Snipes’ interest in music came at an early age, which helped him to stay focused and out of trouble while he was growing up. From then on, music played a key role in the trajectory of his life. Continue reading
An independent college search and rankings website, SuperScholar, has ranked National Louis University among the 50 Best Online Master’s in Early Childhood Education Programs for 2015.
The non-profit website said it ranked universities’ programs based on affordability, starting salaries of recent grads, market reputation, awards and recognition, and flexibility. Continue reading
By Kellie Kennedy
Agnieszka (Aggie) Wajda initially pursued dreams of becoming an interior designer, but realized that she had a different calling. She joined the U.S. Navy, which opened her eyes to skills and talents that she didn’t know that she possessed.
Her work in the military also increased her interest in continuing her higher education so that she could achieve her dream of becoming a police officer. In just a few months, Aggie will achieve this dream. Learn more about Aggie’s experience at National Louis University (NLU) and the Veterans Program. Continue reading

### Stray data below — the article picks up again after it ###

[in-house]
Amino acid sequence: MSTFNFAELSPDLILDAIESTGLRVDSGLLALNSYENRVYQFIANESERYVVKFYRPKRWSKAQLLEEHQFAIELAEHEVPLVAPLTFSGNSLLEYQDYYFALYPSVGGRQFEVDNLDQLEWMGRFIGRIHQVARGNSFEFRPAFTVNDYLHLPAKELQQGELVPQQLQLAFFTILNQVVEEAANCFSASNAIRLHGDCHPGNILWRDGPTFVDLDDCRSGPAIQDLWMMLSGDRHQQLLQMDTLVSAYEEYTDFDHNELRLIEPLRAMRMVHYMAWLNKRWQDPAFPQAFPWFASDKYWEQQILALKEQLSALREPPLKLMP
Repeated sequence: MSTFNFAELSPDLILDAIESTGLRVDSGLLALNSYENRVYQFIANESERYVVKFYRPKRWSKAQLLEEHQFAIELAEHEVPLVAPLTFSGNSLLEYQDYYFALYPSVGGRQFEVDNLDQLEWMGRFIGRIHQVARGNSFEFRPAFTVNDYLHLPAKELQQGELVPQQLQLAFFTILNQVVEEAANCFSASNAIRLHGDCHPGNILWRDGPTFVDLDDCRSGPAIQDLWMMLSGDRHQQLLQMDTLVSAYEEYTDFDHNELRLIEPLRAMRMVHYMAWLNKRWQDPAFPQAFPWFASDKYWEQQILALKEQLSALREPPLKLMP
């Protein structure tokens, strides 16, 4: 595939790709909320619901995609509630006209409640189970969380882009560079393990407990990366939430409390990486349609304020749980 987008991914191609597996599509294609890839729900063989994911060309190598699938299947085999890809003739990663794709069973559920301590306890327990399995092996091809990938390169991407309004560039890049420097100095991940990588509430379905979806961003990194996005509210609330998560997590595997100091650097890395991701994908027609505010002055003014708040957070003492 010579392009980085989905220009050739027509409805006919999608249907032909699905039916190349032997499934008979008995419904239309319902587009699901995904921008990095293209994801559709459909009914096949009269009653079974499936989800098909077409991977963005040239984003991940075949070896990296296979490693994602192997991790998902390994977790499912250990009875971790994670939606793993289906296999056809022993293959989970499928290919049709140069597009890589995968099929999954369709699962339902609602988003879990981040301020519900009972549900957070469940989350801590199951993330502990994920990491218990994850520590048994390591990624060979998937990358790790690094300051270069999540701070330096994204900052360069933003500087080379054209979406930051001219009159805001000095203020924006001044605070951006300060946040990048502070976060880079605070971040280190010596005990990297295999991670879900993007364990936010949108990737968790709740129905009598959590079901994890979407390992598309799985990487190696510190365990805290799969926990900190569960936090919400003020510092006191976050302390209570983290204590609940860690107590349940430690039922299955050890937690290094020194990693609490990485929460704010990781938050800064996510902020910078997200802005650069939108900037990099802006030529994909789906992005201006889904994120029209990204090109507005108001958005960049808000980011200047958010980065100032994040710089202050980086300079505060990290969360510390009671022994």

By Peter Ploegman, Library and Learning Support Specialist
It has been 25 years since Americans with disabilities had their civil rights affirmed by law, and that’s a milestone to celebrate.
On July 26, 1990, President George H.W. Bush signed the Americans with Disabilities Act into law.
The ADA is a piece of civil rights legislation guaranteeing the rights of all disabled persons to equal and timely access to public and private facilities, employment opportunities, and education beyond a high school diploma. Continue reading
By Danielle Laban, NLU Director of Student Experience
College is like apple pie. Apple pie is always better a-la-mode, with a giant scoop of vanilla ice cream!
One of the greatest shifts you’ll experience coming from high school to college is the variety of choices available to you, all of which are optional and extra opportunities to grow and have fun beyond the classroom! With great freedom comes a risky trap some students fall into, which is not participating in any of the extra activities, events, or programs. Continue reading